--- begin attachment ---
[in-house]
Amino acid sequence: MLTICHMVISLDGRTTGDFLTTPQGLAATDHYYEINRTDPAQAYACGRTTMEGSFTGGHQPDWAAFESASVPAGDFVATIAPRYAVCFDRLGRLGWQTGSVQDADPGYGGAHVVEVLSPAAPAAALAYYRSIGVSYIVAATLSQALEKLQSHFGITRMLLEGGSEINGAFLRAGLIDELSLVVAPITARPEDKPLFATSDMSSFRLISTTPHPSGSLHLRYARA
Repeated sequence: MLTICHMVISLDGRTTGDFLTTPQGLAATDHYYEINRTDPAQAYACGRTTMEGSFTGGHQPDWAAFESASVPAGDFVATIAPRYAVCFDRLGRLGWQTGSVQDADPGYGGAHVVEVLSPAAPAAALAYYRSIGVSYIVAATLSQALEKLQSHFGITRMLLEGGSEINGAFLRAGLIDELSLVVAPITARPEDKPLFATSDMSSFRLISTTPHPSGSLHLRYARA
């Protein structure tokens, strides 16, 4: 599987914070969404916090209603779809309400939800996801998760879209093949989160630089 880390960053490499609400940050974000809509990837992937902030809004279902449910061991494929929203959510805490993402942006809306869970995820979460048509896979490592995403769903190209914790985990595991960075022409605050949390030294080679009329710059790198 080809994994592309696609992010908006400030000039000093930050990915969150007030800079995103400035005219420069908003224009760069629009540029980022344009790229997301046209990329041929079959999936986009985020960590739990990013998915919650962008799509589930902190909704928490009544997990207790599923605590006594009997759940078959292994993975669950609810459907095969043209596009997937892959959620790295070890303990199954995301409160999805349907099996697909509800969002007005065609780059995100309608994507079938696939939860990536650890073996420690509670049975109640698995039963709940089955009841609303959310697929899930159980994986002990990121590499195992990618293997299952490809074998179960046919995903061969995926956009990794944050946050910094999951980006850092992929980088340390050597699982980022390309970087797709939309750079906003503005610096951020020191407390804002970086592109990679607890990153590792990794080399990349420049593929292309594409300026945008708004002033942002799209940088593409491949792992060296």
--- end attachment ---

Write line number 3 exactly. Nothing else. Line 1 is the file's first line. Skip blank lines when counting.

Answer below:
Repeated sequence: MLTICHMVISLDGRTTGDFLTTPQGLAATDHYYEINRTDPAQAYACGRTTMEGSFTGGHQPDWAAFESASVPAGDFVATIAPRYAVCFDRLGRLGWQTGSVQDADPGYGGAHVVEVLSPAAPAAALAYYRSIGVSYIVAATLSQALEKLQSHFGITRMLLEGGSEINGAFLRAGLIDELSLVVAPITARPEDKPLFATSDMSSFRLISTTPHPSGSLHLRYARA